Lands` End, Eddie Bauer, Junonia--and all the other Apparel category winners--show that while there are many ways to win online, success is a matter of finding and staying with the approach that works best for them and their customers.


Anthropologie.com
Creative chic

Here`s a tough assignment: Cultivate web sales through mostly organic growth driven by a unique collection of merchandise. Present that merchandise in artistic arrangements that tell a story about products, making them subtly engaging to shoppers. But don`t over-emphasize ease of shopping or plan on appealing to a universal audience.

And at the end of the year, show that web sales have doubled at least two years in a row.

Welcome to the world of Anthropologie.com, which expects to double sales this year over 2004, says Ranjana Sharma, manager of e-commerce. A lifestyle site as much as a retailer of women`s and girl`s apparel and accessories, plus selected home furnishings, Anthropologie sells the experience of shopping the world, Sharma says. "Our customers would like to go to different places in the world and pick out things and find the story behind them, but they don`t have the time, so we do it for them," she says.

Anthropologie tells the story in the way it presents merchandise. The site uses an unusual collection of products, ranging from apparel and handbags to couches and window treatments, to engage customers. It then coordinates product presentations and provides different ways of viewing each item, with dresses that shoppers can click to see on models, or lampshades that can be zoomed in to see the details of a decorative weave. "The graphics and photography reflect the eclectic spirit of Anthropologie`s merchandise and make you want to buy," says Keven Wilder, owner of retail consultants Wilder & Associates in Chicago.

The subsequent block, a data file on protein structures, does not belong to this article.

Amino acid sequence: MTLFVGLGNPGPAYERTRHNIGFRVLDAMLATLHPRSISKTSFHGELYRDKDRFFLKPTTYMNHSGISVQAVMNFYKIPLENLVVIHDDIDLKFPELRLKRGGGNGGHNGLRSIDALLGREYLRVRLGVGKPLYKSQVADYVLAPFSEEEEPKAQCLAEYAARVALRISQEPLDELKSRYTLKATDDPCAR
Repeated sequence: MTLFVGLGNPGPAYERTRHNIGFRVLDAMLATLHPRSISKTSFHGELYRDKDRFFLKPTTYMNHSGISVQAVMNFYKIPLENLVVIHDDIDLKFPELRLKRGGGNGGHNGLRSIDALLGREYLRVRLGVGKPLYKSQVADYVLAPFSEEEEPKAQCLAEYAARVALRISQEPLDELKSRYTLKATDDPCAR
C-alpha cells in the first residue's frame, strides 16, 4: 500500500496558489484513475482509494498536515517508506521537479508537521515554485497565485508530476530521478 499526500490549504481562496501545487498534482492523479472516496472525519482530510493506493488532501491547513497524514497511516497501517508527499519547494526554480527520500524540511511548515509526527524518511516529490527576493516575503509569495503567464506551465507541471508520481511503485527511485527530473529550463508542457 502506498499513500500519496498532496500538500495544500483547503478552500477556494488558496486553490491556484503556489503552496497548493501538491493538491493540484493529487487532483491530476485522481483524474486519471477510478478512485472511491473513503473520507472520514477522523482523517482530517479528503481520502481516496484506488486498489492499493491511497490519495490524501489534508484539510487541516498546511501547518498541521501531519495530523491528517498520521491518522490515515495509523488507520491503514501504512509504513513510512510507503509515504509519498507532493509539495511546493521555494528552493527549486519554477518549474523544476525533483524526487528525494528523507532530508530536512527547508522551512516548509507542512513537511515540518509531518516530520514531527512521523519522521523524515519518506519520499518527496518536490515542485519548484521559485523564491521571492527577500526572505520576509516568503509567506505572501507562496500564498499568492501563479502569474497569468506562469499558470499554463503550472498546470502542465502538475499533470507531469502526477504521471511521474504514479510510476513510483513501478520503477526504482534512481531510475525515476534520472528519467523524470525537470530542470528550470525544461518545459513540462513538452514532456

Every other week, Anthropologie changes about 40 collections of images that make up a page, to present fresh and fashion-forward merchandise displays, with no pricing or promotional material, just images of its apparel and other products in appealing scenes. Clicking on a category or product link takes a shopper to one or more of these creatives on the way to a buy page--a merchandising tactic that at first worried Sharma, but turned out to suit Anthropologie`s strategy of telling a story about its products. "We were concerned that we were stepping beyond a basic rule of e-commerce by making customers add clicks to get to a buy page," she says. "But in reality it has helped our sales."


EddieBauer.com
The customer decides

Providing editorial content about fashion trends, care of fabrics or fit guides is certainly nothing new to online retailers that sell apparel. But what sets EddieBauer.com apart from the crowd is how it integrates the editorial content into its product pages.

“We spend a lot of time focusing on our content,” says Mark Staudinger, vice president of international and e-commerce operations. “And we’ve learned from our customers that content is important to the shopping experience. So rather than put editorial content on a microsite or shift it off to the side, we apply the content directly to the product page.”